The inventory of unsold homes in Spain has just gets bigger, no small thanks to the building splurge of the last 5 years. There are now close to 1 million homes on the market, half of them newly built, according to a new report from Standard & Poor’s, an international ratings agency.
The problem is that Spain has been building more housing than it needs for the last 8 years, certainly far in excess of demand implied by demographic changes. The result is a substantial housing overhang.
With the Spanish property market groaning under the weight of this housing glut, the report also identifies another problem, namely falling demand for holiday homes amongst foreign buyers. British buyers, in particular, are being discouraged from purchasing in Spain thanks to the strong Euro.
Spain’s economic growth during the last decade came to depend on the real estate sector, which thrived on “cheap and abundant” credit. That era has now come to an end, and Standard & Poor’s warn that the Spanish economy is “especially vulnerable” to the credit crunch and a housing crash.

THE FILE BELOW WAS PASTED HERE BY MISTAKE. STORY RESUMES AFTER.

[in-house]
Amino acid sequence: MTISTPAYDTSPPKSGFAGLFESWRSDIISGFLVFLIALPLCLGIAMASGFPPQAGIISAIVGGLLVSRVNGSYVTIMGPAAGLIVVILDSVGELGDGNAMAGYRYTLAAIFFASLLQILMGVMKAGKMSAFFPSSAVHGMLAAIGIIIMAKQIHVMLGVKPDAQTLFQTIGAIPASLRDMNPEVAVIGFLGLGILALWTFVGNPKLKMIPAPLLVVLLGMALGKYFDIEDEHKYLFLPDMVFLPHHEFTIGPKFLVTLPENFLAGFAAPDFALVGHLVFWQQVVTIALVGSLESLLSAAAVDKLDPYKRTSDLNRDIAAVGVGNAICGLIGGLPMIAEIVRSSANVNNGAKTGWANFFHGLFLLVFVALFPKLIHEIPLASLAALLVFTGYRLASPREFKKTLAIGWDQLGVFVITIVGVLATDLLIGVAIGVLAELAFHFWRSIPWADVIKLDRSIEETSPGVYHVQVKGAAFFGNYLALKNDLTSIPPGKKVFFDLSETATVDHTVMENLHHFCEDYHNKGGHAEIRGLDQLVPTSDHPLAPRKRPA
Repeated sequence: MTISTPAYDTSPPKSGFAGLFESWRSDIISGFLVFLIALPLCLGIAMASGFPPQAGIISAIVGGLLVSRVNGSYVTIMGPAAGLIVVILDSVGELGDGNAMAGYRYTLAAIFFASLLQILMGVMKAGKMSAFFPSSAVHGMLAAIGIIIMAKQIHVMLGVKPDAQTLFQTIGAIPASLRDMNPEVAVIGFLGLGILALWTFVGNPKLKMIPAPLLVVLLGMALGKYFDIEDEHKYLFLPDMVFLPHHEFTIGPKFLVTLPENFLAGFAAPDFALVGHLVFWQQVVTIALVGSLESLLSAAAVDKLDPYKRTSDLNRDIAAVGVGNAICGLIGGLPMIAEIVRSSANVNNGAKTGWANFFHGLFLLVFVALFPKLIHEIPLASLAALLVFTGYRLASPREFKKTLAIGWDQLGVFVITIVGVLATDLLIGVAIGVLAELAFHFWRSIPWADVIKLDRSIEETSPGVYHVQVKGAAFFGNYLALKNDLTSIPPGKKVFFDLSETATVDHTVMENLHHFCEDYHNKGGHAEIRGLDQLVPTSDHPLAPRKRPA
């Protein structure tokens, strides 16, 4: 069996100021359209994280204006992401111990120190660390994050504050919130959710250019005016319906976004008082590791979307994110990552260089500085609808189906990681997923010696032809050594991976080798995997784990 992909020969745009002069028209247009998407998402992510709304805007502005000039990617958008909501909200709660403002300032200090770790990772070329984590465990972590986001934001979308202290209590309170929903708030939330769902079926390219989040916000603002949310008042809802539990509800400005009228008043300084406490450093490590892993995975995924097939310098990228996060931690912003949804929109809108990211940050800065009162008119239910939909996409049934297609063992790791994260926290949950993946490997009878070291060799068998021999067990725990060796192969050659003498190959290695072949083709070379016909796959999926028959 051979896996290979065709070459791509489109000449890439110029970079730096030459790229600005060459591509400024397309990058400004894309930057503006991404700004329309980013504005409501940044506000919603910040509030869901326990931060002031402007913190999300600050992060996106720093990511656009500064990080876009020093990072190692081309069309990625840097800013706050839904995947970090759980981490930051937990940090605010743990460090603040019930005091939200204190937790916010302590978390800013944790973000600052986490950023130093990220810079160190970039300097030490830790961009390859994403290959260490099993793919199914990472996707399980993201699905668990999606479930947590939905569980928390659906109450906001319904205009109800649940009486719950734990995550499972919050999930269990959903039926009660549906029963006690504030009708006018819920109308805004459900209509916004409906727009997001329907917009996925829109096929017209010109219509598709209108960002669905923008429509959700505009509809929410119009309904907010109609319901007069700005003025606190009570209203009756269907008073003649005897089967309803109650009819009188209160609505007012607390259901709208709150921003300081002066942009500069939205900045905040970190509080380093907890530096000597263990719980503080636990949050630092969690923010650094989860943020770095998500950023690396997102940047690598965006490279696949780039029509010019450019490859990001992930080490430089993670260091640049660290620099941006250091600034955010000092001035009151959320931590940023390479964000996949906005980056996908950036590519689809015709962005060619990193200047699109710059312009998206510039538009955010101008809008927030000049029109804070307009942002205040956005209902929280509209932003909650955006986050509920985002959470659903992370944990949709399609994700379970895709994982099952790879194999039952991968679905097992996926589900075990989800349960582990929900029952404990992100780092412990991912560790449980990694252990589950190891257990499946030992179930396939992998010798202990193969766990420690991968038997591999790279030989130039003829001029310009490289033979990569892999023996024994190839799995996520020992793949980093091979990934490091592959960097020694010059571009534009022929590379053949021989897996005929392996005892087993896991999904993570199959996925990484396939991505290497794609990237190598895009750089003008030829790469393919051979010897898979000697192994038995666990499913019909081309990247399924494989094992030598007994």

Bearing in mind that, in 2007, Spain’s construction sector generated 15% of GDP, and employed 2.7 million workers, the effects of Spain’s construction sector slump will be “extreme”.
Standard & Poor’s forecasts a “long and painful” real estate slump, accompanied by a “prolonged decline” in Spanish property prices.